Rule 1: Have Fun
I played nine holes the other day with 17 golfers, in the same group -- an 18some.
It was one of those rare times when the course was closed and we had the place to ourselves. OK, it never happens, but it happened that day.
We played as two-man teams using what's called "simul-blasting," which means you and your partner tee it up and simultaneously swing while the rest of the group counts down, "3 . . . 2 . . . 1." Each hole was a different team format -- scramble, Pinehurst alternate shot, best ball and, my favorite, worst-ball scramble. That is, you and your partner each tee off on the hole and play the worst of the two, and so on, including putts, until both you and your partner finish. One team made an 11 on a hole in this format -- I won't say who it was, but one of them is a former vice president of the United States.
Hard as it is to believe, no alcoholic beverages were involved, and the entire nine holes took no more than 2½ hours. I lost $50, but it had to be the most I've laughed on a golf course this year.
The second-most fun I had playing golf wasn't on a golf course but at a high-tech, double-decker driving range in Alexandria, Va., called TopGolf. It's an entertainment complex with additional facilities in Texas and Illinois. Our brand editor, Bob Carney, and I took aim at dartboard-like targets on the range that recognized microchips in the golf balls we hit and registered point values on computer screens in each bay. We were surrounded by singles in their 20s and 30s attracted by happy hours and Buffalo wings. Again, there were lots of laughs in appreciation of both awesome and horrible shots. Everybody seemed to be having a good time, including at the birthday party downstairs.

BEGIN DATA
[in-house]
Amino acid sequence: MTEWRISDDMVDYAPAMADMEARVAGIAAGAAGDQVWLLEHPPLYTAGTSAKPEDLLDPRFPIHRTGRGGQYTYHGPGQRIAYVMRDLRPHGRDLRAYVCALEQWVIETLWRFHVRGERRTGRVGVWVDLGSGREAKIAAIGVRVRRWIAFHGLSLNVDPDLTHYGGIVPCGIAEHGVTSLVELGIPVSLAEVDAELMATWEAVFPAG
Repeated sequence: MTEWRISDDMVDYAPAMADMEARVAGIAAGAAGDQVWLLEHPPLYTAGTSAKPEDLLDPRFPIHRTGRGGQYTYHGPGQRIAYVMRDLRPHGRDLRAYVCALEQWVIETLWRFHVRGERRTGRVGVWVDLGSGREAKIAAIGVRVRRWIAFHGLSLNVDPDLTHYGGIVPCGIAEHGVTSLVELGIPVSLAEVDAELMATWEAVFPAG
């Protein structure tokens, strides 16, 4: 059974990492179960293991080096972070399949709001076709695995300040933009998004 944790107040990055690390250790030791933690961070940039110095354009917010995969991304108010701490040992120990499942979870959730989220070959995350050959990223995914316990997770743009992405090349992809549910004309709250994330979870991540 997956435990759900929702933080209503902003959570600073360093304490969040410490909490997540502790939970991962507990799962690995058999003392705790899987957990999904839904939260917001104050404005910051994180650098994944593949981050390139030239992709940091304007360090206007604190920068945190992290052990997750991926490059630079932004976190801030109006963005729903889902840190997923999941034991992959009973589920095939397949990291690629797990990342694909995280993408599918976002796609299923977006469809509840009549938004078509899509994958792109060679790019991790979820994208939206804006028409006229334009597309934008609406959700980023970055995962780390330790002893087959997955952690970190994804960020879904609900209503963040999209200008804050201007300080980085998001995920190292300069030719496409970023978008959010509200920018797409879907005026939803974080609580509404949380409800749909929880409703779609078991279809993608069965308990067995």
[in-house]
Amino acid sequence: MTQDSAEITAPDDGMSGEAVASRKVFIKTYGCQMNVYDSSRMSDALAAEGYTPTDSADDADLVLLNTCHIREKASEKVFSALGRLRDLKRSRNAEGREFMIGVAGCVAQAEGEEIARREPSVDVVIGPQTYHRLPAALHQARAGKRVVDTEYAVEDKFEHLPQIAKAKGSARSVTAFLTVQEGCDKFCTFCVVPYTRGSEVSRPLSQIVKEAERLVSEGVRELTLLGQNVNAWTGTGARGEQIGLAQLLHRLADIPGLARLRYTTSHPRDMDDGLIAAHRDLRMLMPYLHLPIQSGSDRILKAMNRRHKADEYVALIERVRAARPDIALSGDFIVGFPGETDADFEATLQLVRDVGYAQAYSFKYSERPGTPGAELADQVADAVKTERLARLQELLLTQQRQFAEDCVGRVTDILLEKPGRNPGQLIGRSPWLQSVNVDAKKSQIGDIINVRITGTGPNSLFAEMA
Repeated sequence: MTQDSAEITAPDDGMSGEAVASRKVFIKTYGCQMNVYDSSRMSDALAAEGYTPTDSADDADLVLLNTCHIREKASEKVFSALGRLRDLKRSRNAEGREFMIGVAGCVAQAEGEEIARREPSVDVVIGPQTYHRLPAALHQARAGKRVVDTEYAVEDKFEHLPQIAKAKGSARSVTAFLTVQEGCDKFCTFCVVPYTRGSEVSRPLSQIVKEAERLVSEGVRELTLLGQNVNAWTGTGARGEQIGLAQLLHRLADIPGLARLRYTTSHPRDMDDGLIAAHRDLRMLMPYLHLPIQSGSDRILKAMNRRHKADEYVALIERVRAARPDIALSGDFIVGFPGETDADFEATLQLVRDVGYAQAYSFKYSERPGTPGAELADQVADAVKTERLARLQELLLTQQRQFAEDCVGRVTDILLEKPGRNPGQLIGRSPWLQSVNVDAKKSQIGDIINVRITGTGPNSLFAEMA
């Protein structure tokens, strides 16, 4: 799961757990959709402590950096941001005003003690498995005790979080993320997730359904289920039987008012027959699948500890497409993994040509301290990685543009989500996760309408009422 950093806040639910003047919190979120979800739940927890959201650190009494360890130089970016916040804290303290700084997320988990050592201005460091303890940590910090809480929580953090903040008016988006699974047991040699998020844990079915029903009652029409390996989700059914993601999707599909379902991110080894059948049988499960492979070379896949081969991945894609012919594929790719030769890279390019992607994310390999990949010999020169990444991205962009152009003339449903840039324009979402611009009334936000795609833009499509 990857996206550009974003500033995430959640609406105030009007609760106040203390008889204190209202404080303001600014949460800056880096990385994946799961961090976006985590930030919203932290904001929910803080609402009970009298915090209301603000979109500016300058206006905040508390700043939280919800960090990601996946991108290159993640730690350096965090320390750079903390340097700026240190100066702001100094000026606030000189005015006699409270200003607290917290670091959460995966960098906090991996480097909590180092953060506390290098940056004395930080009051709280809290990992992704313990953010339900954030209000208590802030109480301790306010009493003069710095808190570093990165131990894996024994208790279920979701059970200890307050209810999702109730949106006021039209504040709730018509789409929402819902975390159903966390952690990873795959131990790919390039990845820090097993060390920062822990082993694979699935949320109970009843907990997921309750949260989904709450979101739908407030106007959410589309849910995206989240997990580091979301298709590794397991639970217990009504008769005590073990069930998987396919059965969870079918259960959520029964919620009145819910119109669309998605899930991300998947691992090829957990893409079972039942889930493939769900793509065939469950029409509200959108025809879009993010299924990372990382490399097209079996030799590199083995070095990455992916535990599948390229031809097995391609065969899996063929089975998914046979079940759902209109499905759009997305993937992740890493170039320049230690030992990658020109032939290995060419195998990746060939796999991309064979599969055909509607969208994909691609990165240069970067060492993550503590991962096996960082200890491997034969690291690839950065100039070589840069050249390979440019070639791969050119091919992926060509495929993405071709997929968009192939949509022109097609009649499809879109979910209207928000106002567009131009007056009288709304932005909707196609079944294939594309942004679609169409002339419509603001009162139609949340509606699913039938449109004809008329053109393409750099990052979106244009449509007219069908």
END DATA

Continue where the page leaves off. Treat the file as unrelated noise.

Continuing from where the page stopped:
Last March, Golf Digest ran a one-day tournament at Pine Needles in Southern Pines, N.C., where each green had been retrofitted with a 15-inch hole. Sixty competitors lobbed in 20-footers with ease, made a whole bunch of birdies and laughed their way around 18 holes averaging five to eight strokes better than with a normal 4¼-inch cup.
Don Berry, the head pro at the Edinburgh USA golf facility near Minneapolis, told assistant editor Steve Hennessey that his nine-hole executive course went permanently to eight-inch holes in April "and only a few people haven't liked it." The course is being supported by the local municipality, which treats it like recreation instead of a profit center. TaylorMade is supplying free equipment. The course is using "very forward tees," eliminating many bunkers and hazards, and offering a "per hole" green fee to encourage families to play five or six holes as a model for more enjoyable, affordable golf.
"Imagine how much fun golf would be if you putted well every day," Berry says. "With an eight-inch hole, you make all the 10-footers. You see people leave the course smiling."
Six-hole rounds, nine holes, wide-mouth cups, forward tees, simul-blasting, 18somes, high-tech target ranges, happy hours and birthday parties -- it sounds like golf is changing to meet a new generation of players. Not a moment too soon.